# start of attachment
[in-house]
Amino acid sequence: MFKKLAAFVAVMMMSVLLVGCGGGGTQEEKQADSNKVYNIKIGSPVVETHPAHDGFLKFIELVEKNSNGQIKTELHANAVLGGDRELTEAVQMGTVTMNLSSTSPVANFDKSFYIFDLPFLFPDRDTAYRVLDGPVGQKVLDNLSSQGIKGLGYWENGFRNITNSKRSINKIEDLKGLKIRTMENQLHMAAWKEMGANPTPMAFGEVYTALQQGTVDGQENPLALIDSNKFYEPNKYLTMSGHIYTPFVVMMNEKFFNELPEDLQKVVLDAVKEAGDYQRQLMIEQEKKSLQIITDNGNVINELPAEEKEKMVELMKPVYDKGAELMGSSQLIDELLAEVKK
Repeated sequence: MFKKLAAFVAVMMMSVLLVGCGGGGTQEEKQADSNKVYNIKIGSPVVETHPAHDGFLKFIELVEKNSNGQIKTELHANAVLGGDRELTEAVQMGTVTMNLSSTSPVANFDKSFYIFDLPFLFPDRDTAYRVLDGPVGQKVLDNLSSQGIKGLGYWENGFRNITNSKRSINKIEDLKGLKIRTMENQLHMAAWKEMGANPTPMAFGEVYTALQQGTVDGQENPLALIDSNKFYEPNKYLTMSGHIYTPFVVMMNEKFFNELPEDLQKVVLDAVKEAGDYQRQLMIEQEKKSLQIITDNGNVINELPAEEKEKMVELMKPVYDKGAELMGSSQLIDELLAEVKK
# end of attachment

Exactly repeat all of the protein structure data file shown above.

[in-house]
Amino acid sequence: MFKKLAAFVAVMMMSVLLVGCGGGGTQEEKQADSNKVYNIKIGSPVVETHPAHDGFLKFIELVEKNSNGQIKTELHANAVLGGDRELTEAVQMGTVTMNLSSTSPVANFDKSFYIFDLPFLFPDRDTAYRVLDGPVGQKVLDNLSSQGIKGLGYWENGFRNITNSKRSINKIEDLKGLKIRTMENQLHMAAWKEMGANPTPMAFGEVYTALQQGTVDGQENPLALIDSNKFYEPNKYLTMSGHIYTPFVVMMNEKFFNELPEDLQKVVLDAVKEAGDYQRQLMIEQEKKSLQIITDNGNVINELPAEEKEKMVELMKPVYDKGAELMGSSQLIDELLAEVKK
Repeated sequence: MFKKLAAFVAVMMMSVLLVGCGGGGTQEEKQADSNKVYNIKIGSPVVETHPAHDGFLKFIELVEKNSNGQIKTELHANAVLGGDRELTEAVQMGTVTMNLSSTSPVANFDKSFYIFDLPFLFPDRDTAYRVLDGPVGQKVLDNLSSQGIKGLGYWENGFRNITNSKRSINKIEDLKGLKIRTMENQLHMAAWKEMGANPTPMAFGEVYTALQQGTVDGQENPLALIDSNKFYEPNKYLTMSGHIYTPFVVMMNEKFFNELPEDLQKVVLDAVKEAGDYQRQLMIEQEKKSLQIITDNGNVINELPAEEKEKMVELMKPVYDKGAELMGSSQLIDELLAEVKK